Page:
“He has really ascended this year,” Kelly said. “… His maturity has allowed that growth. In everything that he has done. His work ethic, the way he practices. Anybody who has been around the game knows the great players are great practice players. The way he practices now carries over to the way he plays, and it’s showing itself in his maturity and the way he practices.”

Claypool said it was a point of emphasis for him to gain yards after the catch, and he did, inflating both his and Book’s stats. Those yards turned into Notre Dame success, even if Claypool himself did not reach the end zone.

TURNING POINT OF THE GAME
Fourth-and-2 and it would be a 47-yard field goal. The Irish had yet to find offensive success, and the game remained tied. Taking the likely three points would have made plenty of sense. Instead, Kelly went for it.

But offensive coordinator Chip Long did not call for a run up the middle. To that point, Notre Dame had rushed 22 times for 63 yards, an average of 2.9 per carry, including a return to the line of scrimmage by senior running back Dexter Williams on the previous snap. Instead, Long called for a quick screen to Boykin on the perimeter.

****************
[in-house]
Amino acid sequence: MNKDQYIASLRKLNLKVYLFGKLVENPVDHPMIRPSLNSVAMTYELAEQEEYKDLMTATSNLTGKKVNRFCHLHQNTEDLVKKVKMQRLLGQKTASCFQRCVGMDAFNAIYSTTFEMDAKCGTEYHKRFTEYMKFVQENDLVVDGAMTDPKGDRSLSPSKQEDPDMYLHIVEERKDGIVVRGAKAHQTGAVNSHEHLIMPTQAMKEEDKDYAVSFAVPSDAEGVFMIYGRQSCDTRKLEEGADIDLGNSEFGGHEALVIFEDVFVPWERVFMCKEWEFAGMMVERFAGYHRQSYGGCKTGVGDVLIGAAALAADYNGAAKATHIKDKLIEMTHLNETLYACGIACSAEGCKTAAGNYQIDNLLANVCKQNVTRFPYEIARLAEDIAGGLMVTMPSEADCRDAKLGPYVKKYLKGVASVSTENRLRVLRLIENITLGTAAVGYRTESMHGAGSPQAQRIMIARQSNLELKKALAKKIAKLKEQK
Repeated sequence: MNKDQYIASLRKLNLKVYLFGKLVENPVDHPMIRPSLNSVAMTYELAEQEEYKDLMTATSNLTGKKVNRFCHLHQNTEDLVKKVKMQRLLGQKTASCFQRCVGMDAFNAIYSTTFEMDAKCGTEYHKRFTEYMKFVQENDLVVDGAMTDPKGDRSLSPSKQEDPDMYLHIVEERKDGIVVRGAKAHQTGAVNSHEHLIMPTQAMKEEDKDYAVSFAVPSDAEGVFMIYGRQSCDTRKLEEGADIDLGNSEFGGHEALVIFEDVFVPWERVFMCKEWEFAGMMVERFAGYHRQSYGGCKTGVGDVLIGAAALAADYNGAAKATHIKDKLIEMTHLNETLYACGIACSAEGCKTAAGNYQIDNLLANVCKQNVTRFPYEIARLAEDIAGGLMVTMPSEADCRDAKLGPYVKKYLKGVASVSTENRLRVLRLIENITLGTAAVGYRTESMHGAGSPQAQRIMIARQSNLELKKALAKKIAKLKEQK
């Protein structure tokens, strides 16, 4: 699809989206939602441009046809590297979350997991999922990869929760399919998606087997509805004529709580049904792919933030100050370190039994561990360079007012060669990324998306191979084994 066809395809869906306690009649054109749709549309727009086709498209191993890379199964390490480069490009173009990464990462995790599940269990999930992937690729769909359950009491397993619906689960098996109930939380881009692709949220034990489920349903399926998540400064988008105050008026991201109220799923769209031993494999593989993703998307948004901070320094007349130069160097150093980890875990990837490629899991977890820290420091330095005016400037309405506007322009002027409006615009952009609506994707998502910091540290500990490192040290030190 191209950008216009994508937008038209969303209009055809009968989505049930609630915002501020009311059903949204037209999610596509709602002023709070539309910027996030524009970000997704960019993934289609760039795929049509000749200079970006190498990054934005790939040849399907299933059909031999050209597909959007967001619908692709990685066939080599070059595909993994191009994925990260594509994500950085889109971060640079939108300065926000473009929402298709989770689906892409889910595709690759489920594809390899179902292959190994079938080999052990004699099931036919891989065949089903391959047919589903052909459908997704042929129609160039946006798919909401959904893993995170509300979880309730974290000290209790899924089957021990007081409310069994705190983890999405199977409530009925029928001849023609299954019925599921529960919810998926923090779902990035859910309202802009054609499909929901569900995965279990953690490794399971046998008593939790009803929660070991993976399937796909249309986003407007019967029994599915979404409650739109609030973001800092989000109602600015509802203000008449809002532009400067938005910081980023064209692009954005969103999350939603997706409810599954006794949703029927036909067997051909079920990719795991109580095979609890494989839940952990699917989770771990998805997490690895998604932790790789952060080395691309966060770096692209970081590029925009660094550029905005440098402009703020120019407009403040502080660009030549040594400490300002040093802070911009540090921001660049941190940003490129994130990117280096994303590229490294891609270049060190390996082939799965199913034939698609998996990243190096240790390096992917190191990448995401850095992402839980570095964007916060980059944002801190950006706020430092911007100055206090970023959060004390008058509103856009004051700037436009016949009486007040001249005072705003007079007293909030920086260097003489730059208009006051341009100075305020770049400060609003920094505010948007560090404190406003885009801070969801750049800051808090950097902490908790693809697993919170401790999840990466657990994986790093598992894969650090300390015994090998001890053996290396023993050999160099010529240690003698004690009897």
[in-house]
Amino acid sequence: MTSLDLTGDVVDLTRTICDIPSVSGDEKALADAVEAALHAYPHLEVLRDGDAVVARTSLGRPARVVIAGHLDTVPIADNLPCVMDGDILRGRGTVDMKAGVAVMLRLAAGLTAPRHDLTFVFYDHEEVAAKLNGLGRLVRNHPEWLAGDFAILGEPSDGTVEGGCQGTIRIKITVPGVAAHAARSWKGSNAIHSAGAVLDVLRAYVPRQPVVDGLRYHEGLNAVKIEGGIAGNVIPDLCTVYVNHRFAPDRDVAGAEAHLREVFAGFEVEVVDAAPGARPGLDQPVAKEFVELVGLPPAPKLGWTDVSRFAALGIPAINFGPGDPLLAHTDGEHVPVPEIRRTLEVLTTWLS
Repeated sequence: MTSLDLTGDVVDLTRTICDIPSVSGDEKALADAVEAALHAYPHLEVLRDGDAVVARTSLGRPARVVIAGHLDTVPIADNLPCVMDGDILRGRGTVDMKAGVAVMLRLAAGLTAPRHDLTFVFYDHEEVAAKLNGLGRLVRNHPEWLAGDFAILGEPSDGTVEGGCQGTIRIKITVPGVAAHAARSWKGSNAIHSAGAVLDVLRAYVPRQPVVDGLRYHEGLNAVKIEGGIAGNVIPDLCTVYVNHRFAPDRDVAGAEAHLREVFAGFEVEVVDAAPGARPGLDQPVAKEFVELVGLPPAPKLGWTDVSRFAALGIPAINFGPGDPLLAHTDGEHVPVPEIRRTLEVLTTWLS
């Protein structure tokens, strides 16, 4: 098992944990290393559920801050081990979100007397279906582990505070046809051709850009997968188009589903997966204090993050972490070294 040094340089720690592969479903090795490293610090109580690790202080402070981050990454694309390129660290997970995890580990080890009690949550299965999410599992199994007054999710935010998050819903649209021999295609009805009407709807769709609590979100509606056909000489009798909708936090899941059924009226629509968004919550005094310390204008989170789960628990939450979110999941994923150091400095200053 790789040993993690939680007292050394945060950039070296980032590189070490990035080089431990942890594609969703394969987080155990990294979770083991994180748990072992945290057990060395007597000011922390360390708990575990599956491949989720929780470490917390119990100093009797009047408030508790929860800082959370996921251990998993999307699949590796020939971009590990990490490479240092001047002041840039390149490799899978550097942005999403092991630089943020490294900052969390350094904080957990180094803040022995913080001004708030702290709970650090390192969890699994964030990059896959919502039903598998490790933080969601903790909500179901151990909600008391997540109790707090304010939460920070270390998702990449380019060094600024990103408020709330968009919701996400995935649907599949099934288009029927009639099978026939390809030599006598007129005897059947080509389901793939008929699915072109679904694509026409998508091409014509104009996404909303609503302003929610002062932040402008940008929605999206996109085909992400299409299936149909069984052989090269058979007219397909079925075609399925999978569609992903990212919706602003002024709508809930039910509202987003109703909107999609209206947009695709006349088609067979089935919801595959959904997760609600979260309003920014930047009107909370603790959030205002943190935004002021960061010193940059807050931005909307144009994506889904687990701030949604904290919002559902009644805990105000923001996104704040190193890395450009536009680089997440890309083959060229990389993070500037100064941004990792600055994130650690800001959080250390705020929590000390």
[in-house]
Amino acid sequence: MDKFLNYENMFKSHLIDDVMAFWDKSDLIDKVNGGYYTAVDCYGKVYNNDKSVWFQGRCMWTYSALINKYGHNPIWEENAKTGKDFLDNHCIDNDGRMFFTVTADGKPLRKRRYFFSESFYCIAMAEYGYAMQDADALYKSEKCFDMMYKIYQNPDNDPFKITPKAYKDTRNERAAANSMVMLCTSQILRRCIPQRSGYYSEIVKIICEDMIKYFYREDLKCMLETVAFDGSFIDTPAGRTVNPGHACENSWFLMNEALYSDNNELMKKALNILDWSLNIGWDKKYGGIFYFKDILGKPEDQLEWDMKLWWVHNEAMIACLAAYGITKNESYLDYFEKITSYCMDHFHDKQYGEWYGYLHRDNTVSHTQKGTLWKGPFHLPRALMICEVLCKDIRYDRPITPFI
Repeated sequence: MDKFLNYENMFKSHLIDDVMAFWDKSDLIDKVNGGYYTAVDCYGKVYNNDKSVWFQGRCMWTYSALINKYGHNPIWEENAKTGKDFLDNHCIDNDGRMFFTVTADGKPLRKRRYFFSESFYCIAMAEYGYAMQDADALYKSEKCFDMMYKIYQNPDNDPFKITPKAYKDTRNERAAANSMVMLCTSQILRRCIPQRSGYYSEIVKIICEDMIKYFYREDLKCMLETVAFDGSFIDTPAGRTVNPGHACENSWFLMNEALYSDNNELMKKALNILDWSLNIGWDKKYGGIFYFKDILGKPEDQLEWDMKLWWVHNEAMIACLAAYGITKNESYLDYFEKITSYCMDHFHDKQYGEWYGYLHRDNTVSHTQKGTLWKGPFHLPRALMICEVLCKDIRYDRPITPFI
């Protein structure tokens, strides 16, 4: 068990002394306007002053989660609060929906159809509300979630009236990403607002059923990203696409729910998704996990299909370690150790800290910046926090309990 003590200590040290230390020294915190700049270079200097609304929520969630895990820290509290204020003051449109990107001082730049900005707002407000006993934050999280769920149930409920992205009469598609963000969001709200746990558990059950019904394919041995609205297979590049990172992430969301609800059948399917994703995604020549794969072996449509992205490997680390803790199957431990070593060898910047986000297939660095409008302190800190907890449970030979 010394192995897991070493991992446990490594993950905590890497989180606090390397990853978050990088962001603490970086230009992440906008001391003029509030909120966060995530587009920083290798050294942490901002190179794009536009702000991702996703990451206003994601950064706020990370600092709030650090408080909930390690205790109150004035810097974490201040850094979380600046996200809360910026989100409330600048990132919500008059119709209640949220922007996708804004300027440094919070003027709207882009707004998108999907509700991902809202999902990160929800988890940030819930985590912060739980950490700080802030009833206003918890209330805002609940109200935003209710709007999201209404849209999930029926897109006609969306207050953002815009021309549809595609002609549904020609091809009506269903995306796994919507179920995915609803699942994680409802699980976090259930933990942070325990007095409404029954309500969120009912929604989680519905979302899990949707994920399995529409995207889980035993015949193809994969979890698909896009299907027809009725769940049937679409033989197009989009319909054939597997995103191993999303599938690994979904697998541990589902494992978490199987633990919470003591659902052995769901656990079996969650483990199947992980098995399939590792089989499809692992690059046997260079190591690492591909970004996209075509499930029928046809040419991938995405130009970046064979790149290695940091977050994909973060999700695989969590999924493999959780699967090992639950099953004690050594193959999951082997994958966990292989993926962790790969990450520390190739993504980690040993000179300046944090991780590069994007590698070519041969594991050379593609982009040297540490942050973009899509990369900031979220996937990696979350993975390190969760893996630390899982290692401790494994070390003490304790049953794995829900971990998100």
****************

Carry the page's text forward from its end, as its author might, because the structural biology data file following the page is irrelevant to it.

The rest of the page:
“We made a couple adjustments at halftime,” Kelly said. “[Book] picked up on them extremely well. We worked the ball back to the field and got some good looks.”

Boykin made the difficult touchdown catch three plays later. That did not end up being the winning score, but it was the one that finally got the Irish offense on track and rolling toward 24 second-half points.

STAT OF THE GAME
Those Notre Dame halftime adjustments were real:
First-half yards per play: 4.63
Second-half yards per play: 7.74